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UPMC Presby Holds Emergency Preparedness Drill To Simulate Mass Casualty Event

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Kathleen J. Davis
/
90.5 WESA
An ambulance outside UPMC Presbyterian Emergency during the emergency preparedness drill on Thursday, Oct. 5, 2017.

A female college student stood in a room at UPMC Presbyterian hospital Thursday morning, laughing as another student tended to her gunshot wounds -- one on either side of her belly button.

It was just a drill. They were actually fine-tuning the makeup used to create the fake injury. 

The two women were among about 75 physicians, several dozen nurses and fellow student volunteers who participated in UPMC Presbyterian's emergency preparedness drill.

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Credit Kathleen J. Davis / 90.5 WESA
Two "victims" get picked up by an ambulance during UPMC Presbyterian's emergency preparedness drill Thursday, Oct. 5, 2017.

The drill simulated a non-specific terrorist event, leaving 57 "victims" with a mix of blunt and penetrating trauma in need of treatment. A group of college students who volunteered were covered in makeup made to look like gunshot wounds and other traumic injuries.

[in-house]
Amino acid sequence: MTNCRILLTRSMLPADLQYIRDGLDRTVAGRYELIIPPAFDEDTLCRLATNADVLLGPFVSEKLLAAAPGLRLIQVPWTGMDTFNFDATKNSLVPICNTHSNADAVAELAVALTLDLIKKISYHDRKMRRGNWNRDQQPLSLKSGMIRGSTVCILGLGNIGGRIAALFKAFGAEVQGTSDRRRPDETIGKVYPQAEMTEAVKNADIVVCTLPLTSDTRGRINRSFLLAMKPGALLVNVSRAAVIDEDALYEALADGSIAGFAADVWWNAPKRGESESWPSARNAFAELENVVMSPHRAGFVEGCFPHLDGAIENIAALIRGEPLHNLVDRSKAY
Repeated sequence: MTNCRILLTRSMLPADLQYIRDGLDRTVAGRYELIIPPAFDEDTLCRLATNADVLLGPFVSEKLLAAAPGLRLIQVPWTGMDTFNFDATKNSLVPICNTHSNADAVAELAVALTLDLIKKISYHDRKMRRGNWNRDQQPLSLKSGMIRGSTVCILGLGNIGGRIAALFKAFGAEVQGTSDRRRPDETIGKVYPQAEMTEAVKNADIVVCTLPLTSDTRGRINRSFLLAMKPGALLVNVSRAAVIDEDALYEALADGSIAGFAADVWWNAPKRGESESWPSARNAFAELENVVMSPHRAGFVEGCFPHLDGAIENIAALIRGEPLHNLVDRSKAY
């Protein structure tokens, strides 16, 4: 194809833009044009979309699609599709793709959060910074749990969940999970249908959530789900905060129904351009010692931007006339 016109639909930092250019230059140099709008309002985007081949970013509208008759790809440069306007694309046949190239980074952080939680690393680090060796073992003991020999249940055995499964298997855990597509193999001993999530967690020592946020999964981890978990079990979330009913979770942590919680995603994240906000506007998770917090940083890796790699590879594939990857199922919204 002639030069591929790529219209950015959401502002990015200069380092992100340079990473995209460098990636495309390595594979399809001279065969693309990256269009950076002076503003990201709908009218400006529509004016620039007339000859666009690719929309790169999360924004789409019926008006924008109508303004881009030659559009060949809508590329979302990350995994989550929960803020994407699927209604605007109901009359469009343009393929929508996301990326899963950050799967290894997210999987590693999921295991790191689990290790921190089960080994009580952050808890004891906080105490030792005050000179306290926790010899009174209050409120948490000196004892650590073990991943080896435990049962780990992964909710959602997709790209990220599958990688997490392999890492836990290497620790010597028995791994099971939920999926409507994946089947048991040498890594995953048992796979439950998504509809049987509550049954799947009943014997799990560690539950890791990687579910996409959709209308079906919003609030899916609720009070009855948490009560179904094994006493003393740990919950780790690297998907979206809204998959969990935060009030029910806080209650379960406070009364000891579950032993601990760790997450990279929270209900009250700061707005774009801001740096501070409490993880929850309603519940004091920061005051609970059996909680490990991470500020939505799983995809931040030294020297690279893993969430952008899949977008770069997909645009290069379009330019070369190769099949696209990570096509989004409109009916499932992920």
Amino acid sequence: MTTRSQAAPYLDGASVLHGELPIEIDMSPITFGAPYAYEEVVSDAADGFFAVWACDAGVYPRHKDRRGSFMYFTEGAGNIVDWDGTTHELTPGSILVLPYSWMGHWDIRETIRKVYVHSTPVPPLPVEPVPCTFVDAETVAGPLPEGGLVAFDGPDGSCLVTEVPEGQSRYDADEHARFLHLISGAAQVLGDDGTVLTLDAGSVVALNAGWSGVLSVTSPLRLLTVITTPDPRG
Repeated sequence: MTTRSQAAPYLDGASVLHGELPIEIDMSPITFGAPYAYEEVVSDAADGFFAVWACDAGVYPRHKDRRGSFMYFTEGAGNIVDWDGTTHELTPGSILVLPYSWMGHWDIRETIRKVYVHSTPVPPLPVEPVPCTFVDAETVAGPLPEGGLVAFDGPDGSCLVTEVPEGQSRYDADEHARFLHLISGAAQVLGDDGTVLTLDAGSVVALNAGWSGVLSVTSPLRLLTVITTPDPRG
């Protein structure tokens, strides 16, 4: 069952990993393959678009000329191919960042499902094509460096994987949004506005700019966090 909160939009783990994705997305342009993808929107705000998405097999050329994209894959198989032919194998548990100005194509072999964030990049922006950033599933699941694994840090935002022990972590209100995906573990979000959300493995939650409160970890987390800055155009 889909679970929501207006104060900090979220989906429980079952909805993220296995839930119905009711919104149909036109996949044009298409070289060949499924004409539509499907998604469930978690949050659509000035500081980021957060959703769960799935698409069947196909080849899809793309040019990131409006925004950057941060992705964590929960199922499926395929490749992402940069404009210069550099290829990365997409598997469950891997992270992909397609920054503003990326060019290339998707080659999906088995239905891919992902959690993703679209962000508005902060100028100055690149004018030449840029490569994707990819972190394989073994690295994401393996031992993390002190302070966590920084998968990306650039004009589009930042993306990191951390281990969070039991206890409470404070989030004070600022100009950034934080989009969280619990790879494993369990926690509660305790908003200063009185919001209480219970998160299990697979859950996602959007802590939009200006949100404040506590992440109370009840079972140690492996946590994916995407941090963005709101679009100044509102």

Emergency preparedness drills happen about twice a year at UPMC, according to David Toma, Director of Environmental Health and Safety UPMC. Though the drill took place just days after Sunday's mass shooting in Las Vegas, Toma stressed that this drill had been planned for months, and was actually a response to the Pulse nightclub shooting in Orlando, Fla. last year that left 50 people dead.

In the past, drills have simulated an influx of injuries due to scenarios such as industrial accidents, natural disasters and bioterrorism. Adam Tobias, emergency medicine physician at UPMC, said the hospital staff has to be prepared to handle all sorts of emergency events.

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Credit Kathleen J. Davis / 90.5 WESA
Two local college students create a leg wound with makeup and fake blood based on the injury assigned for the drill.

"We have an extensive plan to prepare for a variety of instances, but all of these plans need to be continuously updated," Tobias said. "We use exercises like today's to help us guide us to determine what improvements need to be made."

Toma said Thursday's drill showed the hospital was able to successfully accommodate an influx of trauma patients, though communication between hospital staff could be improved.

"Overall we're very pleased with the outcome [of the drill]," Tobias said. "We've been planning this for quite some time and there's a lot of moving pieces to pull something like this off, and it went really well."